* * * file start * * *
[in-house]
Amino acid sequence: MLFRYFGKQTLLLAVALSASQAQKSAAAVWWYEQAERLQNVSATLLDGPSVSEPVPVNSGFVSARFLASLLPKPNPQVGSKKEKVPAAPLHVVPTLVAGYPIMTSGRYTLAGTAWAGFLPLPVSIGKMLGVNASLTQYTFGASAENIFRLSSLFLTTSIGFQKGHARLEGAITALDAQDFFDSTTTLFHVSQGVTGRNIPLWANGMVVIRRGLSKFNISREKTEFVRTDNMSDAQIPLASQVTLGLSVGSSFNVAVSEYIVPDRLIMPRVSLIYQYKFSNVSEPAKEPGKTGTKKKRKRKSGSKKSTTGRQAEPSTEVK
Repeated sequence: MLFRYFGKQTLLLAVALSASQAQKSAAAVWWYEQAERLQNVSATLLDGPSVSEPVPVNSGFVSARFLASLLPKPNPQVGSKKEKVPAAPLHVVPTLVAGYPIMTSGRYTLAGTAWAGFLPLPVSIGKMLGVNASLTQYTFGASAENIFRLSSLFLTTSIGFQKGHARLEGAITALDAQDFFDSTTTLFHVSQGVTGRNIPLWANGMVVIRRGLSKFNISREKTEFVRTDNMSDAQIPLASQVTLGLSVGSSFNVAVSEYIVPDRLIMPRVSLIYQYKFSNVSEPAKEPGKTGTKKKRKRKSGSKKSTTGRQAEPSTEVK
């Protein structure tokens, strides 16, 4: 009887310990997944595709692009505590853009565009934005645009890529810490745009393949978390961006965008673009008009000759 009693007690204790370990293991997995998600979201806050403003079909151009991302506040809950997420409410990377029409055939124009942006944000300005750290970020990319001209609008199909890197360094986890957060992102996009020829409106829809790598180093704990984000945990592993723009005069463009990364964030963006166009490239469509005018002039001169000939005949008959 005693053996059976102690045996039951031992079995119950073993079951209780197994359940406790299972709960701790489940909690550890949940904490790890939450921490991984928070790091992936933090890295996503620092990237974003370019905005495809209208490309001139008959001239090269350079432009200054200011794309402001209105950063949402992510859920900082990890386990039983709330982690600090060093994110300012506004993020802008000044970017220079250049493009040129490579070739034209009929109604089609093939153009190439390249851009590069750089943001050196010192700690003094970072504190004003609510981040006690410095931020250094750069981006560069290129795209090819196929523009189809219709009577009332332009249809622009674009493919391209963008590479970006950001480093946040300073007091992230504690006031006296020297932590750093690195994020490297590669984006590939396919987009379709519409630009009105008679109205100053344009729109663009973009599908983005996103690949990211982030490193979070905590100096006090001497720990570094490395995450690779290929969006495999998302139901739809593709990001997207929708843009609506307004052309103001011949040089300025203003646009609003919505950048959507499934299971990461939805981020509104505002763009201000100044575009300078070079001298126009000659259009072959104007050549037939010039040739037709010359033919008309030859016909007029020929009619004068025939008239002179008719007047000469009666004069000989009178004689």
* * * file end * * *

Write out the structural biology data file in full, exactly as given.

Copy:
[in-house]
Amino acid sequence: MLFRYFGKQTLLLAVALSASQAQKSAAAVWWYEQAERLQNVSATLLDGPSVSEPVPVNSGFVSARFLASLLPKPNPQVGSKKEKVPAAPLHVVPTLVAGYPIMTSGRYTLAGTAWAGFLPLPVSIGKMLGVNASLTQYTFGASAENIFRLSSLFLTTSIGFQKGHARLEGAITALDAQDFFDSTTTLFHVSQGVTGRNIPLWANGMVVIRRGLSKFNISREKTEFVRTDNMSDAQIPLASQVTLGLSVGSSFNVAVSEYIVPDRLIMPRVSLIYQYKFSNVSEPAKEPGKTGTKKKRKRKSGSKKSTTGRQAEPSTEVK
Repeated sequence: MLFRYFGKQTLLLAVALSASQAQKSAAAVWWYEQAERLQNVSATLLDGPSVSEPVPVNSGFVSARFLASLLPKPNPQVGSKKEKVPAAPLHVVPTLVAGYPIMTSGRYTLAGTAWAGFLPLPVSIGKMLGVNASLTQYTFGASAENIFRLSSLFLTTSIGFQKGHARLEGAITALDAQDFFDSTTTLFHVSQGVTGRNIPLWANGMVVIRRGLSKFNISREKTEFVRTDNMSDAQIPLASQVTLGLSVGSSFNVAVSEYIVPDRLIMPRVSLIYQYKFSNVSEPAKEPGKTGTKKKRKRKSGSKKSTTGRQAEPSTEVK
């Protein structure tokens, strides 16, 4: 009887310990997944595709692009505590853009565009934005645009890529810490745009393949978390961006965008673009008009000759 009693007690204790370990293991997995998600979201806050403003079909151009991302506040809950997420409410990377029409055939124009942006944000300005750290970020990319001209609008199909890197360094986890957060992102996009020829409106829809790598180093704990984000945990592993723009005069463009990364964030963006166009490239469509005018002039001169000939005949008959 005693053996059976102690045996039951031992079995119950073993079951209780197994359940406790299972709960701790489940909690550890949940904490790890939450921490991984928070790091992936933090890295996503620092990237974003370019905005495809209208490309001139008959001239090269350079432009200054200011794309402001209105950063949402992510859920900082990890386990039983709330982690600090060093994110300012506004993020802008000044970017220079250049493009040129490579070739034209009929109604089609093939153009190439390249851009590069750089943001050196010192700690003094970072504190004003609510981040006690410095931020250094750069981006560069290129795209090819196929523009189809219709009577009332332009249809622009674009493919391209963008590479970006950001480093946040300073007091992230504690006031006296020297932590750093690195994020490297590669984006590939396919987009379709519409630009009105008679109205100053344009729109663009973009599908983005996103690949990211982030490193979070905590100096006090001497720990570094490395995450690779290929969006495999998302139901739809593709990001997207929708843009609506307004052309103001011949040089300025203003646009609003919505950048959507499934299971990461939805981020509104505002763009201000100044575009300078070079001298126009000659259009072959104007050549037939010039040739037709010359033919008309030859016909007029020929009619004068025939008239002179008719007047000469009666004069000989009178004689």